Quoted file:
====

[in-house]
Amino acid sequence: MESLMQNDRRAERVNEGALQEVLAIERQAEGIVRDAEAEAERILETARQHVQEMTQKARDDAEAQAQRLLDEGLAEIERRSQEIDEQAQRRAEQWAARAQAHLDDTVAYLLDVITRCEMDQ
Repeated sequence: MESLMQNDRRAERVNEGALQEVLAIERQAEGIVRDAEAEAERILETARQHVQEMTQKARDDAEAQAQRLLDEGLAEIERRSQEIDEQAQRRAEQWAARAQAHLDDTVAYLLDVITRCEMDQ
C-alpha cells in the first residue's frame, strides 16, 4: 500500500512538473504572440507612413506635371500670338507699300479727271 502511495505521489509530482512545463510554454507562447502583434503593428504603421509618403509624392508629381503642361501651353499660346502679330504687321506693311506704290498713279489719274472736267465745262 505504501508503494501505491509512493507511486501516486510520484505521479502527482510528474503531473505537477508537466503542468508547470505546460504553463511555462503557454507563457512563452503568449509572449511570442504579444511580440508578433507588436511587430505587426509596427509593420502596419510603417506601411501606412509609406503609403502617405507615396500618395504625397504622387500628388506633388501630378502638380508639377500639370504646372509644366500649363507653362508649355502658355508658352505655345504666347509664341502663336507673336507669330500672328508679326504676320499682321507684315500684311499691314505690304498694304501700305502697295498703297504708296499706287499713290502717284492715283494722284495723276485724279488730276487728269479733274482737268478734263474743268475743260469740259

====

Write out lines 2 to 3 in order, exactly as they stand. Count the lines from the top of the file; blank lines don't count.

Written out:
Amino acid sequence: MESLMQNDRRAERVNEGALQEVLAIERQAEGIVRDAEAEAERILETARQHVQEMTQKARDDAEAQAQRLLDEGLAEIERRSQEIDEQAQRRAEQWAARAQAHLDDTVAYLLDVITRCEMDQ
Repeated sequence: MESLMQNDRRAERVNEGALQEVLAIERQAEGIVRDAEAEAERILETARQHVQEMTQKARDDAEAQAQRLLDEGLAEIERRSQEIDEQAQRRAEQWAARAQAHLDDTVAYLLDVITRCEMDQ